1.       At water-cooler or coffee-table conversations, co-workers talk more of the latest film, music or sports event. At times, it is about the gadgets that fit in palms. In seasons of corporate mood, it is about a new CEO, a new leader appointed or the gossip around an unexpected employee resignation. A new business idea or improvement on existing process will conveniently elude the aroma at the table.
2.       At business meetings, employees rationalize to the extent that previous meetings plans seemed archaic enough to justify new ones garnished by the latest social gossip or online access. Omission steals into routine as a commission of default natural consequence.
3.       Delays in decisions are propounded in the name of requisite (democratic) consultation. The decision itself is based on an idea that never came up as insight from the employees’ own efforts, but from the analysis or inference of an external consultant. Personal turf finds new encroachments if the threat of invasion is already not perceived. Neither clarity of the premises of the decision, nor of the reason to commit to the implications of the insight find room in the long-drawn consultation process.
4.       Famous eating and beverage hang-outs attract colleagues and ex-colleagues to new possibilities across the city. Not having found their Alma-mater cosy enough to nudge expression, they ask for double-shots in the caffeine as they conjure up pages of the Dumbledore in them.
5.       Bookstores across the city reorient their shelves, if not pull down their shutters altogether, for want of discerning clientele. Reading in long-form is considered a luxury. Linguistically decrepit emails, lifeless spread-sheets of data, and  E-learning via SMS replace the papyrus in the name of the environment.

Well, I could perhaps go on, to describe, the decadence of thought and the intellect in our civilisation. The ascent of colour and sound via the internet is not the object of my critique though. It is the pathos of the worker escaping the richness and wealth of his/her inner resourcefulness that makes the above a commentary of our times. The desultory rant of a moral brigade sounds strikingly similar to the pleas for innocence from the accused.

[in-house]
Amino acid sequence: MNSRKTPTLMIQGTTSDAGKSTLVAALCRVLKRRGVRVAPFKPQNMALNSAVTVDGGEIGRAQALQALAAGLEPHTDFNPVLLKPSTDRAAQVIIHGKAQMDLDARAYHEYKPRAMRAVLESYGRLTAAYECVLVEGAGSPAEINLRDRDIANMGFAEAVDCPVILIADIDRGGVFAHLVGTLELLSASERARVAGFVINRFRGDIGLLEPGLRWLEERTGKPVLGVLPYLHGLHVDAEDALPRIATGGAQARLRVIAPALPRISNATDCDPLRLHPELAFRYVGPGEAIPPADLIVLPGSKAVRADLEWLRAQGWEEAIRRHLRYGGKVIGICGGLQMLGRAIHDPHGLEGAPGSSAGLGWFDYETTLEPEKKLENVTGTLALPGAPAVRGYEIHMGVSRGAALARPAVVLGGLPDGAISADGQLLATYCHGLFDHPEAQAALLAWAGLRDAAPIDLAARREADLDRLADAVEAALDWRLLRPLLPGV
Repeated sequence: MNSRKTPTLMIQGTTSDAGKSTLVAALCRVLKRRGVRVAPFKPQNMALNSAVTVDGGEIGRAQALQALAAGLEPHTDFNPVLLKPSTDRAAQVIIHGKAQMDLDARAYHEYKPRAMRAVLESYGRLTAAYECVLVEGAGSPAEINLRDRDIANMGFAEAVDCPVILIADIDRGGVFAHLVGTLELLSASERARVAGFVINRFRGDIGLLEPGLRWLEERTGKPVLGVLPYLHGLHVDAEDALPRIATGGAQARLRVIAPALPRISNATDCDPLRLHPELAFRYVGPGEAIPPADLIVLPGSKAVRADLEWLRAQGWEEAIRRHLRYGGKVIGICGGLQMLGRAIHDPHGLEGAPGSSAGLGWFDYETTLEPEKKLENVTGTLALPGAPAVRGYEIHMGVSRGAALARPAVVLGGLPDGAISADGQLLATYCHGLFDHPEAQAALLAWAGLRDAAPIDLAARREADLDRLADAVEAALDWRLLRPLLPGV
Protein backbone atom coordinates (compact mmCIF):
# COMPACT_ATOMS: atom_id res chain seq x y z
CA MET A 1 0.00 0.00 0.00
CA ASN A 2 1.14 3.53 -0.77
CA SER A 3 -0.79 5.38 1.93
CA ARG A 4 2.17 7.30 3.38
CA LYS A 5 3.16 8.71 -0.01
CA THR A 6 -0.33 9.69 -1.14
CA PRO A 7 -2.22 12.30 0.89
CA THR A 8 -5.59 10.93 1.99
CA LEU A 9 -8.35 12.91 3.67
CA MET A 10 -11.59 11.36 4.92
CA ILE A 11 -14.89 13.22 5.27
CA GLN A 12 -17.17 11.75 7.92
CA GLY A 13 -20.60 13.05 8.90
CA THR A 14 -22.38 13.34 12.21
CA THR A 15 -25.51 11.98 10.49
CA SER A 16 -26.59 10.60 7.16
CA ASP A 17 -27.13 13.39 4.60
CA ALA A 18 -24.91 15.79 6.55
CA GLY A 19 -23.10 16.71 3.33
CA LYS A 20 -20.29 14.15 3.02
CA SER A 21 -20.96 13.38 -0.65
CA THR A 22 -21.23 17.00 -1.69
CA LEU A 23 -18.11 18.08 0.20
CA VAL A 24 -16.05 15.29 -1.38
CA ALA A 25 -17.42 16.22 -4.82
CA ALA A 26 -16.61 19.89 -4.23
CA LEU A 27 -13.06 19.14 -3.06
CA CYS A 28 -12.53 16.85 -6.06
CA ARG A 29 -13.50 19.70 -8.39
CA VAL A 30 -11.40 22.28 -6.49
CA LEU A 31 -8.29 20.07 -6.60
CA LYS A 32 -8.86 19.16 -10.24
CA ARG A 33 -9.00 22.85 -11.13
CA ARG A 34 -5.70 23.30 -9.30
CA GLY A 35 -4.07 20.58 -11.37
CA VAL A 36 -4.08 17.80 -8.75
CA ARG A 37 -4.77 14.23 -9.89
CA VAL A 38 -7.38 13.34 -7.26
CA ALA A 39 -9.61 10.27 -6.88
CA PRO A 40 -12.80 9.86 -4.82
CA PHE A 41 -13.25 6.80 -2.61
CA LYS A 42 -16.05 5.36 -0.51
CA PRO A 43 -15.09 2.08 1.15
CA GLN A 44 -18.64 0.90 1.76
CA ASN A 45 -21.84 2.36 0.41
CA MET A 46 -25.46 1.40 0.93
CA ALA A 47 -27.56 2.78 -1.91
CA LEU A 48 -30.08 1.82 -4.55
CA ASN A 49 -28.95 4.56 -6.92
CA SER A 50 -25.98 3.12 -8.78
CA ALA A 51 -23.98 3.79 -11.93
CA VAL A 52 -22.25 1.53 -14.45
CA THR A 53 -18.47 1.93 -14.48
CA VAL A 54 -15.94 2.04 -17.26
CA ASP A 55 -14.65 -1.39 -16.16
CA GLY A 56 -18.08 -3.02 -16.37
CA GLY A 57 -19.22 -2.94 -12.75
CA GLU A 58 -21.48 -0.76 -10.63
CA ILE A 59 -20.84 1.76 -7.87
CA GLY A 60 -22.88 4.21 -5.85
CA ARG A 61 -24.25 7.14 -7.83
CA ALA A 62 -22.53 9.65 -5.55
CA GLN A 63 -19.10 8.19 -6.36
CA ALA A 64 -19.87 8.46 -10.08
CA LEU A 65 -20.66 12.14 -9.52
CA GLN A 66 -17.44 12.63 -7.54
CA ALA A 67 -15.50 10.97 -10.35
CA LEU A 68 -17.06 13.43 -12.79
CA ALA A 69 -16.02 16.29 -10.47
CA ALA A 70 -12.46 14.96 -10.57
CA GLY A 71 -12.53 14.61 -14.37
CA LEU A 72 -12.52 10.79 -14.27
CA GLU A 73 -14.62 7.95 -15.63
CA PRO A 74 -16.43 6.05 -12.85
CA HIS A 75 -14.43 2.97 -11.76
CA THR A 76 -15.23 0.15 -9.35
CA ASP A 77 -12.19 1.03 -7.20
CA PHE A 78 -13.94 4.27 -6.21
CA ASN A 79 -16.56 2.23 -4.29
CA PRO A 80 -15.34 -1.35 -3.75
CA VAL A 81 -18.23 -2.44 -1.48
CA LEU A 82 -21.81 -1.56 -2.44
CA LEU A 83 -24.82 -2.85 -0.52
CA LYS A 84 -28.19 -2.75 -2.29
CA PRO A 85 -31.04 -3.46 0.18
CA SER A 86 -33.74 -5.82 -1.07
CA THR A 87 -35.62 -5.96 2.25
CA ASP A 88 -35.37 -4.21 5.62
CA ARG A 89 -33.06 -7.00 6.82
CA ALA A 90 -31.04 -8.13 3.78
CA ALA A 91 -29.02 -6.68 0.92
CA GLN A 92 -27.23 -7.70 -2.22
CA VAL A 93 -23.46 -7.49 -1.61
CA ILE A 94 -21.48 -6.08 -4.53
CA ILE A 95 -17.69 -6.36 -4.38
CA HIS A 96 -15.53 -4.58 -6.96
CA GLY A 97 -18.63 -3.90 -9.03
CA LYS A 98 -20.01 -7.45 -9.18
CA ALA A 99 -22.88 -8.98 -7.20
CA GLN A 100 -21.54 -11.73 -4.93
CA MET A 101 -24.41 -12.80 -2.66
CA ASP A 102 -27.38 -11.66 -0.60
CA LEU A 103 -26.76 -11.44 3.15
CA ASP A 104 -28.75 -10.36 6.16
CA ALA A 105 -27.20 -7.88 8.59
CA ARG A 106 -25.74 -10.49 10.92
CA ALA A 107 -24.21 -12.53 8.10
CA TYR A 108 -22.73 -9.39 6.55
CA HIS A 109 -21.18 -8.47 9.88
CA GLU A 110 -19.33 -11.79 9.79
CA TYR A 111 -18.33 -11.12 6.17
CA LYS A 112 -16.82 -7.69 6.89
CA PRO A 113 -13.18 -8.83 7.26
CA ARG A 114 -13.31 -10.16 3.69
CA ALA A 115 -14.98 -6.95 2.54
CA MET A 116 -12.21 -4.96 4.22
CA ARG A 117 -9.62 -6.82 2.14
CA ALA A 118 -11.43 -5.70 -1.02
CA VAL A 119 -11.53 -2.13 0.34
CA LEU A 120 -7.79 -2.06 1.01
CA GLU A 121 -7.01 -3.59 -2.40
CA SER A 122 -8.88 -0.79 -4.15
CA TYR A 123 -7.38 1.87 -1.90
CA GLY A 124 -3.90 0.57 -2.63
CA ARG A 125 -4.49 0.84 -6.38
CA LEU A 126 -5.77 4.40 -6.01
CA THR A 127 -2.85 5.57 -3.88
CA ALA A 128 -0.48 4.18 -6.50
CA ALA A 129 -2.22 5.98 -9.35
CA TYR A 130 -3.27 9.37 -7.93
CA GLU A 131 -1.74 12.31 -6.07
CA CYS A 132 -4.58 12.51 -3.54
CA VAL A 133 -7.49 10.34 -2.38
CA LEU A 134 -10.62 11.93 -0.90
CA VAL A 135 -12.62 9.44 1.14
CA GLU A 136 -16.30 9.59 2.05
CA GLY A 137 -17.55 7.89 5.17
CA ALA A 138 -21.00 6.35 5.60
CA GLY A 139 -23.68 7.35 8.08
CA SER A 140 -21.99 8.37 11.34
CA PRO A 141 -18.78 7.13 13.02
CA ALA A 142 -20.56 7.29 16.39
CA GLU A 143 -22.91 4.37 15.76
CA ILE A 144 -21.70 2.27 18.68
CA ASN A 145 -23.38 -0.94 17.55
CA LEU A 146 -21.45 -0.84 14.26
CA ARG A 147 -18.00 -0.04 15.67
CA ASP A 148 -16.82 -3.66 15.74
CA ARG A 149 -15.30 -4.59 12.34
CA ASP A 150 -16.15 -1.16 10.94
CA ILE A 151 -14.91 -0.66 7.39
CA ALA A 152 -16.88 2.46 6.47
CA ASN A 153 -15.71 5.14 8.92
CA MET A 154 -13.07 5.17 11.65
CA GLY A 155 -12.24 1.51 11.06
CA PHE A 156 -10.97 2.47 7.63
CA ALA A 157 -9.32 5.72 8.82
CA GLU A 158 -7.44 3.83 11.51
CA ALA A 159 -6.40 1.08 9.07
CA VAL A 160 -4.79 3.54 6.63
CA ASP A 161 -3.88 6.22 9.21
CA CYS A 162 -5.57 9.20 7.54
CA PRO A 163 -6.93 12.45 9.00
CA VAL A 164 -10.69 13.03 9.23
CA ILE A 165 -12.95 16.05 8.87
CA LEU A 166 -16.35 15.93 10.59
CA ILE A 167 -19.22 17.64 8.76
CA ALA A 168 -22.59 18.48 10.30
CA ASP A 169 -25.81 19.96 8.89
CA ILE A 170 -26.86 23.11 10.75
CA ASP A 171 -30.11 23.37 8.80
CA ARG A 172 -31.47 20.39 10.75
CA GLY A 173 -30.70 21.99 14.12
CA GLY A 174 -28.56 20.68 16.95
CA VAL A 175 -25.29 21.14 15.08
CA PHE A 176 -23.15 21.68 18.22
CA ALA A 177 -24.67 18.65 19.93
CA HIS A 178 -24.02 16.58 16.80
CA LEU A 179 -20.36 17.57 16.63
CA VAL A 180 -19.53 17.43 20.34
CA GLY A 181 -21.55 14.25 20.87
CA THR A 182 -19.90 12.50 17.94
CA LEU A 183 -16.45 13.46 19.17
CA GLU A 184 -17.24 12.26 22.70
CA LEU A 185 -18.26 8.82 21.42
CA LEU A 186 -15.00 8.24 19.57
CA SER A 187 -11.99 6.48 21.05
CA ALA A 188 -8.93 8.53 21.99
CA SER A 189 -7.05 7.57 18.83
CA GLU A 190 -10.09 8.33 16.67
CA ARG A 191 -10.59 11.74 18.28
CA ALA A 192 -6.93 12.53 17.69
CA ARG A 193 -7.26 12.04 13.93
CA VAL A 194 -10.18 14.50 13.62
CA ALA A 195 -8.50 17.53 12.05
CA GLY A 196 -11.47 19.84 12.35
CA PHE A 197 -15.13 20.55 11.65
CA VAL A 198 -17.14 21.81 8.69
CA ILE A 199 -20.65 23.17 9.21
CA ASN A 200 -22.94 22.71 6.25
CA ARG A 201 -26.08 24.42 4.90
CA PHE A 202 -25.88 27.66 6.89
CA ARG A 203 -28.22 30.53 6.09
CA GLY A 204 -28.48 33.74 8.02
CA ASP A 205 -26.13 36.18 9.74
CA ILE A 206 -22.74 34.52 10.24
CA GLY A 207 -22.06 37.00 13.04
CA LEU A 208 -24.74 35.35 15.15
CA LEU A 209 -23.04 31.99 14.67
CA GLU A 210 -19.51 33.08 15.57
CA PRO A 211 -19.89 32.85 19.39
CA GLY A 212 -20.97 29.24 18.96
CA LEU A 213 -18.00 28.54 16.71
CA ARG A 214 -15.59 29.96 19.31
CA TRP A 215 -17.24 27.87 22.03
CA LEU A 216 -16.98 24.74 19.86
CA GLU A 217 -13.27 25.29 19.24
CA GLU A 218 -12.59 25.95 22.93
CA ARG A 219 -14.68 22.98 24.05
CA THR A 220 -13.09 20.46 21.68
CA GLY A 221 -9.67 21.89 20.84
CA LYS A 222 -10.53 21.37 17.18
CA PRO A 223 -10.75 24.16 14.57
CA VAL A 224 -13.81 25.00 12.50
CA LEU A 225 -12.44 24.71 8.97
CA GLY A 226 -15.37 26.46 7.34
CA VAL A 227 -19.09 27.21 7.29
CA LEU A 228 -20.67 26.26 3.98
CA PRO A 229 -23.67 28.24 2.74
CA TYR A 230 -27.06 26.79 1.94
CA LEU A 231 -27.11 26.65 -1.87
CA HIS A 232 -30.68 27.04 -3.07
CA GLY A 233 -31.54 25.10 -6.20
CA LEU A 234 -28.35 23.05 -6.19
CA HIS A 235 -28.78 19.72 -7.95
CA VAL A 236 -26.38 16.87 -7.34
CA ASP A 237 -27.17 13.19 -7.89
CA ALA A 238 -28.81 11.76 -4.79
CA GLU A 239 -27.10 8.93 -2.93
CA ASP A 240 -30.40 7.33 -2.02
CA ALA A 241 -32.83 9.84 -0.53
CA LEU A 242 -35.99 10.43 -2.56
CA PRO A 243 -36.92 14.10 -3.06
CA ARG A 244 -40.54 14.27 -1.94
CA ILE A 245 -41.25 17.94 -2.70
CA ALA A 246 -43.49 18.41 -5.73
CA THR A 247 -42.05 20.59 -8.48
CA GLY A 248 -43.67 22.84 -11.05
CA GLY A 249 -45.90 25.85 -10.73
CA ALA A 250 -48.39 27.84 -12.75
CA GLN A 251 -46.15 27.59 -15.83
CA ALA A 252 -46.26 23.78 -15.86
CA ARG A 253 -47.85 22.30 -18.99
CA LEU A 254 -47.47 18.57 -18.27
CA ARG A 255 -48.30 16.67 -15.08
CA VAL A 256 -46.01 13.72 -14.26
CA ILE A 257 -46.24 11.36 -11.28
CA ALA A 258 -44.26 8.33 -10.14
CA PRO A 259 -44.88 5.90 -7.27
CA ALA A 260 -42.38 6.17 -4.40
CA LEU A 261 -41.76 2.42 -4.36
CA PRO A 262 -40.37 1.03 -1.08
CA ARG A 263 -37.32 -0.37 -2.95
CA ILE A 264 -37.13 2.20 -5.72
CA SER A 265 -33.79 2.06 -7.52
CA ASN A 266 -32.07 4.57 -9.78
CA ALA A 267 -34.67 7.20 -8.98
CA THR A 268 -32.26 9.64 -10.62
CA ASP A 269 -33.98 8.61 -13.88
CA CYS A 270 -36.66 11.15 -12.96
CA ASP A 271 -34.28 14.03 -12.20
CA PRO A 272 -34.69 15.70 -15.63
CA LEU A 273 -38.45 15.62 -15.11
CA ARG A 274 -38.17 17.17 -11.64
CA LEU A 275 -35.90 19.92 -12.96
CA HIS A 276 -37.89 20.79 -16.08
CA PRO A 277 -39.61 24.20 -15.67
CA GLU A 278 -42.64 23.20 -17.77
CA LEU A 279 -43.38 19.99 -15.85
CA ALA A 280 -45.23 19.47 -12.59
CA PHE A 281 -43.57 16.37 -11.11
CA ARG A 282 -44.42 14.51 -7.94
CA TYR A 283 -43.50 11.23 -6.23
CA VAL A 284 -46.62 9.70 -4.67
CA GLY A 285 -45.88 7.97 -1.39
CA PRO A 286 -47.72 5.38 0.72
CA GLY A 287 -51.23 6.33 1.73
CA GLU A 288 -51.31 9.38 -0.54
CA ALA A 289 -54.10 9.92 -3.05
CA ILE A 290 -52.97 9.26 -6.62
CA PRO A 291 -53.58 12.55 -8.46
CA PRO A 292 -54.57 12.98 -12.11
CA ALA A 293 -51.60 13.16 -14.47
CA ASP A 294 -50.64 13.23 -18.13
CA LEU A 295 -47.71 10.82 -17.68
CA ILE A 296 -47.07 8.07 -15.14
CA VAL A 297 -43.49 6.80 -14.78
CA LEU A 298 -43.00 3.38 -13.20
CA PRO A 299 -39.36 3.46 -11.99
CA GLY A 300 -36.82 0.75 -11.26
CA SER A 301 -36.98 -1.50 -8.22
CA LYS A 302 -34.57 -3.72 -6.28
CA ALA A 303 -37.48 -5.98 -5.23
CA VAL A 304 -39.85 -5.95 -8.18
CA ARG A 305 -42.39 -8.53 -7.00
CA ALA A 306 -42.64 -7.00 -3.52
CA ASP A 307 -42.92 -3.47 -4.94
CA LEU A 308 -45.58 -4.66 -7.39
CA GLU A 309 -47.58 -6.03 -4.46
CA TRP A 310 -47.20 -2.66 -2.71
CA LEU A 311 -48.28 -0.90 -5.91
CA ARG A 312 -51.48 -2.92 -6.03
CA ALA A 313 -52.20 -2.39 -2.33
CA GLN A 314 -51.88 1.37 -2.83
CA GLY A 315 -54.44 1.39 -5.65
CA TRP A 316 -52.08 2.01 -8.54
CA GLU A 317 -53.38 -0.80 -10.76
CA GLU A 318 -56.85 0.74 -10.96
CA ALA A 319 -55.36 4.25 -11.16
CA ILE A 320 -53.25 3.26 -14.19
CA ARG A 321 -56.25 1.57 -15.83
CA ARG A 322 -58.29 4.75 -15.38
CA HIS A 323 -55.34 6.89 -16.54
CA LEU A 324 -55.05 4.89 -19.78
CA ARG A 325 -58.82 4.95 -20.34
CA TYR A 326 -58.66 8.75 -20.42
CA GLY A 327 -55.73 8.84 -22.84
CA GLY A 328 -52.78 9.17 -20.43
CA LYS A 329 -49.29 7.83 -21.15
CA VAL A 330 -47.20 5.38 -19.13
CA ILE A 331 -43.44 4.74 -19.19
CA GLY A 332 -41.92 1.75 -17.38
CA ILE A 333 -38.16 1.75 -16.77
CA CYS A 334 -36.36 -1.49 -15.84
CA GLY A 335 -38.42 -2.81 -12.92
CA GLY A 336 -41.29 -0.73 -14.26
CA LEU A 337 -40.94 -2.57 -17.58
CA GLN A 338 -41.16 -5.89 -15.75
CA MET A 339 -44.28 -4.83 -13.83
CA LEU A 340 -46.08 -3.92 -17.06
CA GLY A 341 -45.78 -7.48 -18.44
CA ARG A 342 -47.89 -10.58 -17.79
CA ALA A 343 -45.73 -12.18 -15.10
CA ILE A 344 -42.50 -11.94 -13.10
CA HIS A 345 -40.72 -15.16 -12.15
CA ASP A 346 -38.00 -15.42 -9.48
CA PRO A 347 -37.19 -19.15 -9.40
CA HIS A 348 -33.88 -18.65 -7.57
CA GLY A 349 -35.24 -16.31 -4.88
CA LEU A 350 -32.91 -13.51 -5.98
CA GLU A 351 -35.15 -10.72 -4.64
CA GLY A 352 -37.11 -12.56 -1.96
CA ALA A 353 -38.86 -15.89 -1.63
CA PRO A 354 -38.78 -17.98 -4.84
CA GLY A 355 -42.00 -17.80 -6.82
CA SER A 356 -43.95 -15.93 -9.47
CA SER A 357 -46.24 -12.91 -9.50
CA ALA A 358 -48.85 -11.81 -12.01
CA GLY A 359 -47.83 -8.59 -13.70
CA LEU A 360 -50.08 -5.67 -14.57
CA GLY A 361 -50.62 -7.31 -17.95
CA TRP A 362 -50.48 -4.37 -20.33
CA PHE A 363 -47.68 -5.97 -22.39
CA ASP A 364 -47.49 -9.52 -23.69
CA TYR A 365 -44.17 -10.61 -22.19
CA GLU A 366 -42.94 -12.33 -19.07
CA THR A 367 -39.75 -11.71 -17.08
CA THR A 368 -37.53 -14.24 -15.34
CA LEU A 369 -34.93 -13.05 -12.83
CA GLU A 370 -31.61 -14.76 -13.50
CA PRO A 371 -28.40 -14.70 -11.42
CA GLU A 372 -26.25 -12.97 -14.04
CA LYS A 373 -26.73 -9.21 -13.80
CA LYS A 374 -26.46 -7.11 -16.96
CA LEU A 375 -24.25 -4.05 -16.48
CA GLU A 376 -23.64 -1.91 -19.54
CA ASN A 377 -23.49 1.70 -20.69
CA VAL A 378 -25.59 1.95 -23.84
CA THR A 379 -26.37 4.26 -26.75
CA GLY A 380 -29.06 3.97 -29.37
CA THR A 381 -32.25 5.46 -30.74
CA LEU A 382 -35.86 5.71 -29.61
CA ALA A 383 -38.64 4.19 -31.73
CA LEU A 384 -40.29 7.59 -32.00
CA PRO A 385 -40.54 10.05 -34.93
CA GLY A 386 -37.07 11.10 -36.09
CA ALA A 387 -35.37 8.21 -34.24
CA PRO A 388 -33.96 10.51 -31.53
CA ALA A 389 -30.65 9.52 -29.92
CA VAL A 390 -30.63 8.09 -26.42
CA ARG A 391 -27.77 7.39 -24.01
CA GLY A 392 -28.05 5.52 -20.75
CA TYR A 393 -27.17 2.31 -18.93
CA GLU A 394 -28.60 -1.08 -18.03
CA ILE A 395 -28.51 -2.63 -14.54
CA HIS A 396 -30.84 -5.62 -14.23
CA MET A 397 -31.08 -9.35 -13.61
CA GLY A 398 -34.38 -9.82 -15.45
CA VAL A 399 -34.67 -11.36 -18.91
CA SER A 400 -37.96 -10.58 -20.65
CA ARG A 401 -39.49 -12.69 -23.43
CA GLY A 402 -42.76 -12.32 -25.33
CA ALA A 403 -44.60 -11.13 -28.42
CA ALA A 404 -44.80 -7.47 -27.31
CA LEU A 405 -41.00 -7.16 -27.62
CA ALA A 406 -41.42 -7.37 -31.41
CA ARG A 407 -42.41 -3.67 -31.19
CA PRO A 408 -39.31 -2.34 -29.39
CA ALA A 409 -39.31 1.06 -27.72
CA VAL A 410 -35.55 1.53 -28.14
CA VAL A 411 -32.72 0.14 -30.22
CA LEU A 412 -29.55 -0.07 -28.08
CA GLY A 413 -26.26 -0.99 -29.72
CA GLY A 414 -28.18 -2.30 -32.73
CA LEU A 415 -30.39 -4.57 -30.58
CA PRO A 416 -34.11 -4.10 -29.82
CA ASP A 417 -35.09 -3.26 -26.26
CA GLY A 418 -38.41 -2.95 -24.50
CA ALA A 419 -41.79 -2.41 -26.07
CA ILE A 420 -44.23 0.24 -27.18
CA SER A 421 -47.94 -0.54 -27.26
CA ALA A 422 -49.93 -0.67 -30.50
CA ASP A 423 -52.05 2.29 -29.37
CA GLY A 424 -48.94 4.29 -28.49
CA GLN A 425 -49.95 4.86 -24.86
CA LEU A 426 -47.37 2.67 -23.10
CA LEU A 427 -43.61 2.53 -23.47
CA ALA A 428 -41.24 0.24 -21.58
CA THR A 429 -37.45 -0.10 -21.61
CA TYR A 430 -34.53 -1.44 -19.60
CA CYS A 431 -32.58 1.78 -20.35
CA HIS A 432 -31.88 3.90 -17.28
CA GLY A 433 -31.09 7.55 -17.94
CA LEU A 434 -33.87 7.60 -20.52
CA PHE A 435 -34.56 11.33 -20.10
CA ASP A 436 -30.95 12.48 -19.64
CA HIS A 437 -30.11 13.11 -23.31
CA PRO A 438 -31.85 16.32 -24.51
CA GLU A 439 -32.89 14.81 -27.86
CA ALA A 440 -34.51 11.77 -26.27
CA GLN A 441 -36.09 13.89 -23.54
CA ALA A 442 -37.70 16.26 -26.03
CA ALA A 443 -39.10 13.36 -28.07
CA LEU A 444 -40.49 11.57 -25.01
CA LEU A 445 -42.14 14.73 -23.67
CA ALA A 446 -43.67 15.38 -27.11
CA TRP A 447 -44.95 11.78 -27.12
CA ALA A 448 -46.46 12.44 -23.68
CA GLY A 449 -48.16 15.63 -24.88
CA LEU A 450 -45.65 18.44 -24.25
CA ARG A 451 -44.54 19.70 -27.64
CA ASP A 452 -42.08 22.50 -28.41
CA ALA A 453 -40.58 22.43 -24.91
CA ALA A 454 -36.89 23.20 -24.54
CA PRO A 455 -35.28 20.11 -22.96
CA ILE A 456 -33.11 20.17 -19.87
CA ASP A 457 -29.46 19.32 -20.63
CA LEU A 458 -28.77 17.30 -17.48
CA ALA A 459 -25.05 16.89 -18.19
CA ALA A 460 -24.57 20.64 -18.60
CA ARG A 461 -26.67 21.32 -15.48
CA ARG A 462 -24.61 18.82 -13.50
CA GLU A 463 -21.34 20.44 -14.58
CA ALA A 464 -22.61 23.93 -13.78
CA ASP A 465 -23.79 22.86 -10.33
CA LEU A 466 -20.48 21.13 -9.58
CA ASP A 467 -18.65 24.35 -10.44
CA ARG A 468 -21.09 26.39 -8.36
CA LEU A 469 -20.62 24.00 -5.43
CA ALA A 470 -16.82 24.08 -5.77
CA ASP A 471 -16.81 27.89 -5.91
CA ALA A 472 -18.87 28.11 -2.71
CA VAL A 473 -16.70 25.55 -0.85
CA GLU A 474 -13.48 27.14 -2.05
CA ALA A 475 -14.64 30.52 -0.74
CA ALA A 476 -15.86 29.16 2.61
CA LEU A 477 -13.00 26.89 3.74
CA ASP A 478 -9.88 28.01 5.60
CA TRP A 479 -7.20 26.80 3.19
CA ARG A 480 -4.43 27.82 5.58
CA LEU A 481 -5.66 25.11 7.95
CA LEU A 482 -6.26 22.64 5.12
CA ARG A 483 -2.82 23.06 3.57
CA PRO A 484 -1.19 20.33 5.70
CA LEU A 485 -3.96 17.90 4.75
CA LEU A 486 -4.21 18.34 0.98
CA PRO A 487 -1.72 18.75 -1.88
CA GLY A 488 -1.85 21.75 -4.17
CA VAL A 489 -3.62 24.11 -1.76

The defenceless and powerless gait of the disempowered and confused is not an accident in the corporation’s evolution. It is the cop-out of our times, that gets socialised ad nauseam, thanks to the information blitzkrieg on contemporary media. So what if an old leader returns. So what if a new leader arrives. The concept of the ‘leader’ as we knew it is also dead. Going undercover with television cameras to play the ‘hero’ leader is also passé. As Peter Senge puts it “Realizing desired results in a global society requires both learning and leadership, but above all it involves collective creating”. 

Leadership is a new sport. It is a capacity distributed inimitably and to be understood differently in the effective enterprise. And old media has yet to learn the skills to ‘cover it’. For the current debate is as Gabriele Lakomski states it : Functionally adequate but causally idle: w(h)ither distributed leadership?